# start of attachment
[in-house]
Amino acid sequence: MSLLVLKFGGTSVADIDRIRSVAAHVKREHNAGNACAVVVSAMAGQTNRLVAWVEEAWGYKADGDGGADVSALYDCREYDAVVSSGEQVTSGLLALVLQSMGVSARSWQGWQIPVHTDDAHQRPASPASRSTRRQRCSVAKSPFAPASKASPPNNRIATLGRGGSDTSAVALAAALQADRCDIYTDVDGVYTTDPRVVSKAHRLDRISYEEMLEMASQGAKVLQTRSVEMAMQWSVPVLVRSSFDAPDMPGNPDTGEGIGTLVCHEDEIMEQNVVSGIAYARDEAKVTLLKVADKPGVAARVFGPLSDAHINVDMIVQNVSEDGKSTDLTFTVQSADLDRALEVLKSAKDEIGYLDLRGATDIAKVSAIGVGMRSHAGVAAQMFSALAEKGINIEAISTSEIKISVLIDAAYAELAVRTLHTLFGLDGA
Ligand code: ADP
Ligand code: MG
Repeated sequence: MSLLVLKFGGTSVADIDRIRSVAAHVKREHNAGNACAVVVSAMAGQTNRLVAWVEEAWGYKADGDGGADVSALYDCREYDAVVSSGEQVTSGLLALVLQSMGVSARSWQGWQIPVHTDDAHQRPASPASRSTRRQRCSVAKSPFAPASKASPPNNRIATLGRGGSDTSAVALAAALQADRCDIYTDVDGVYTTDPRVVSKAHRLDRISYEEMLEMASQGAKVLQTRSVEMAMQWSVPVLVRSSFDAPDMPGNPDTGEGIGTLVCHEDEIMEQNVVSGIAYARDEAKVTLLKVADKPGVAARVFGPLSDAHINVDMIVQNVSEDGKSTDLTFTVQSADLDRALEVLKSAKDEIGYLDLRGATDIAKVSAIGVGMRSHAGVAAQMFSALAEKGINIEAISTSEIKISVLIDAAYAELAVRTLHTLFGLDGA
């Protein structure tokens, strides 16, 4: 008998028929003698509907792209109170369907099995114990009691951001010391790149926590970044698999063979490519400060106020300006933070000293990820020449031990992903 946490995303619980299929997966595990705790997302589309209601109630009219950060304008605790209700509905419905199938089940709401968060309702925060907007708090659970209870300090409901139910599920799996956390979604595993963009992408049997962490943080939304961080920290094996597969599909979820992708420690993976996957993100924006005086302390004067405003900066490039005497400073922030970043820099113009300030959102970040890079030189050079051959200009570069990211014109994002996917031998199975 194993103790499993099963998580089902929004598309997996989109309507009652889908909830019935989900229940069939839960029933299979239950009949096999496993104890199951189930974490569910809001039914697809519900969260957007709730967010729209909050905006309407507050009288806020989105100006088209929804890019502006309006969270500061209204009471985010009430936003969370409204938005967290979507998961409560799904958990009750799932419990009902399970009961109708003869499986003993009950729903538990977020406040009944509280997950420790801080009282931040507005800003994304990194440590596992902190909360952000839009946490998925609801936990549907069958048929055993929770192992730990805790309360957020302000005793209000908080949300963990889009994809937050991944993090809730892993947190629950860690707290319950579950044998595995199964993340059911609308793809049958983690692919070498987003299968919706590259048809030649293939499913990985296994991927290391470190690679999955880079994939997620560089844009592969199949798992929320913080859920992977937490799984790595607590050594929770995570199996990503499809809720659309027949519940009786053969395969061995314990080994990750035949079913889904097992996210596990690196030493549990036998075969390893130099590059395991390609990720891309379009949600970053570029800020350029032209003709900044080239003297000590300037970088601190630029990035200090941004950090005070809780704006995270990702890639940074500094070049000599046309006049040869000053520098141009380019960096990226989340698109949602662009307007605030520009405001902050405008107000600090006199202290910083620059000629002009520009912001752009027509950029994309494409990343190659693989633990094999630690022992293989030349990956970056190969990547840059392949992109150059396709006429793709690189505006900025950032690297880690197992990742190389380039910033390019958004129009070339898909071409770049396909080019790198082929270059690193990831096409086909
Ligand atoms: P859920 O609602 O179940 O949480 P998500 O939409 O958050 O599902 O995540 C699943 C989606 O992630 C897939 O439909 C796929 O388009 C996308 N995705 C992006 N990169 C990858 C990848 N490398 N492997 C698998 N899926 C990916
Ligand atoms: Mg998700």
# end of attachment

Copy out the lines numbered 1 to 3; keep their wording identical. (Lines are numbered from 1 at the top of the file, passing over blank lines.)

[in-house]
Amino acid sequence: MSLLVLKFGGTSVADIDRIRSVAAHVKREHNAGNACAVVVSAMAGQTNRLVAWVEEAWGYKADGDGGADVSALYDCREYDAVVSSGEQVTSGLLALVLQSMGVSARSWQGWQIPVHTDDAHQRPASPASRSTRRQRCSVAKSPFAPASKASPPNNRIATLGRGGSDTSAVALAAALQADRCDIYTDVDGVYTTDPRVVSKAHRLDRISYEEMLEMASQGAKVLQTRSVEMAMQWSVPVLVRSSFDAPDMPGNPDTGEGIGTLVCHEDEIMEQNVVSGIAYARDEAKVTLLKVADKPGVAARVFGPLSDAHINVDMIVQNVSEDGKSTDLTFTVQSADLDRALEVLKSAKDEIGYLDLRGATDIAKVSAIGVGMRSHAGVAAQMFSALAEKGINIEAISTSEIKISVLIDAAYAELAVRTLHTLFGLDGA
Ligand code: ADP